Myth: You either got it or you don’t

I sometimes felt like this about a lot of things – You either got it or you don’t.  Like some things were innate or instilled in me during childhood.  And if ya had a messed up childhood then you missed the bus.  Throughout this journey I have felt relief and found faith when I realised how much of this theory was just plain crazy stupid.  I share with you the great posts and reads that I re-read often that remind me of just how wrong these myths really are.

Removed from the list of “You either got it or you don’t”:

1.  Gumption.  Standing up for yourself.  This takes practice.  Everyday.  Kara writes 2 great posts about strengthing this muscle. (part 1part 2)

2. Empathy.  is learned and needs to be practiced.  The dictionary defines it as an ability.  An ability we must learn.  If we haven’t learned it from our parents or primary caregivers we have to learn it and then, practice it. Empathy isn’t always received and given.  Everyone has obstacles to practicing it – even emotionally healthy people.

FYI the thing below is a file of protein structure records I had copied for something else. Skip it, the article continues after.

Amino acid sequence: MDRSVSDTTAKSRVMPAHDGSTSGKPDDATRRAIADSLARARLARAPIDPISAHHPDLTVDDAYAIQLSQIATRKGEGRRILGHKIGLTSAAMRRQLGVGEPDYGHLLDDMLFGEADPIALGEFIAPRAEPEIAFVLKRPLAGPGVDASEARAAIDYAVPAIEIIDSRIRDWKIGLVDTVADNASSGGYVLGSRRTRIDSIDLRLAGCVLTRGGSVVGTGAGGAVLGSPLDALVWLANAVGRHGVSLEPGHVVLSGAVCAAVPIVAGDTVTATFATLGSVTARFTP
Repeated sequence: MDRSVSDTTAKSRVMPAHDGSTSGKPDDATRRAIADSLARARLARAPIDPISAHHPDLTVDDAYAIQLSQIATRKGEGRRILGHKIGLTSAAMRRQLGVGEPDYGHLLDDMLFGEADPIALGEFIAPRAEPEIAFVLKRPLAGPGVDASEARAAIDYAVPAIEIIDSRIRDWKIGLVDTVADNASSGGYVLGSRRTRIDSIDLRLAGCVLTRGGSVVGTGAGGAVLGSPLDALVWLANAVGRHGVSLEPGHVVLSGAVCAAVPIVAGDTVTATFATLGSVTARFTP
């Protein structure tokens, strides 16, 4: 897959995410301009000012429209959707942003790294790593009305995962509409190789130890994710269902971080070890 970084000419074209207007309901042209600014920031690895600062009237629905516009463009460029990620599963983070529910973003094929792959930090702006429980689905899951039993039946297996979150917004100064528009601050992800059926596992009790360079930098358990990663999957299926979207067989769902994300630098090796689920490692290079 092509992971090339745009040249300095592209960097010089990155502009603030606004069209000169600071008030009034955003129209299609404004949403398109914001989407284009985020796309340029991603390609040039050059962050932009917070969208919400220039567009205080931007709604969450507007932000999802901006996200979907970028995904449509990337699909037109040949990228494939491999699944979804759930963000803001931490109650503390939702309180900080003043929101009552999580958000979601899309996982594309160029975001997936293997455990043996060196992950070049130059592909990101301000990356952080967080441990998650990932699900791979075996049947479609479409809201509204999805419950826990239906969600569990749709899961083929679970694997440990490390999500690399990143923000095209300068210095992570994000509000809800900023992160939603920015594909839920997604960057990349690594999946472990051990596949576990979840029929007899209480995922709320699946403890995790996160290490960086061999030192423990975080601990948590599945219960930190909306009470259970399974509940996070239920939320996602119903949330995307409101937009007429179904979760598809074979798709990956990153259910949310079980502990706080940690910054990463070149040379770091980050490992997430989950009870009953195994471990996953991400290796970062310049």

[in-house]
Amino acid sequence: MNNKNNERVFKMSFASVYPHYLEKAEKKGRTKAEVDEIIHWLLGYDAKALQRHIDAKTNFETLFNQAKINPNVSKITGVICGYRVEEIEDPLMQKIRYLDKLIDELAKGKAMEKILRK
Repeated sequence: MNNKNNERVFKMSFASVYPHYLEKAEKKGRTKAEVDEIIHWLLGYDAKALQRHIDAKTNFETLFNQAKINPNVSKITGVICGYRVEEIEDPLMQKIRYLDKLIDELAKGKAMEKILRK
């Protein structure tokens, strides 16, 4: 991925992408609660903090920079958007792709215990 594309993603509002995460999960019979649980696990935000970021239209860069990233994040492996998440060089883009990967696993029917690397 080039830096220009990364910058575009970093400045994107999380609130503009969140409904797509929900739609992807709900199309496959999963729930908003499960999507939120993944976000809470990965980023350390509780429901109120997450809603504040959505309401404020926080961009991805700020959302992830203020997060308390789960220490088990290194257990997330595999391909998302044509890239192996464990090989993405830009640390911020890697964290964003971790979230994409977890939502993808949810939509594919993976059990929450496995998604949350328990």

3.  Shame.  is not an emotion reserved for those who go through trauma.  The only ones that don’t have it are psychopaths.  We don’t move on from shame, we move through it (regularly) to return to our self-worth.

4.  Positivity.  Positive people aren’t born with a permanent light inside of them; they see (and deal with) the dark because the dark defines the light.  It is human to see light and dark and in-between.  I love this post by Upsi because it reminds me that when I look at the dark things in life I am being critical and doing so isn’t negative but human.

5.  Healthy family.  PWC post.  Enough said.

6.  Healthy body/being in shape.  The majority of people with healthy bodies work hard at it.

7. Parenting skills.  Brené Brown said that parents with good parenting skills read about parenting constantly, take workshops and ask other parents for suggestions.  Actually, since my friends have become parents I have noticed that they do spend a lot of time reading parenting books, articles and asking their friends what has worked in certain situations.  Both literature and real life matched up.

8.  Authenticity. is a practice.  People are not just that way because of an X factor.  Brown summed it up:


Thank you for helping me bust these myths! Are there any others to add to the list?

xxoo T Reddy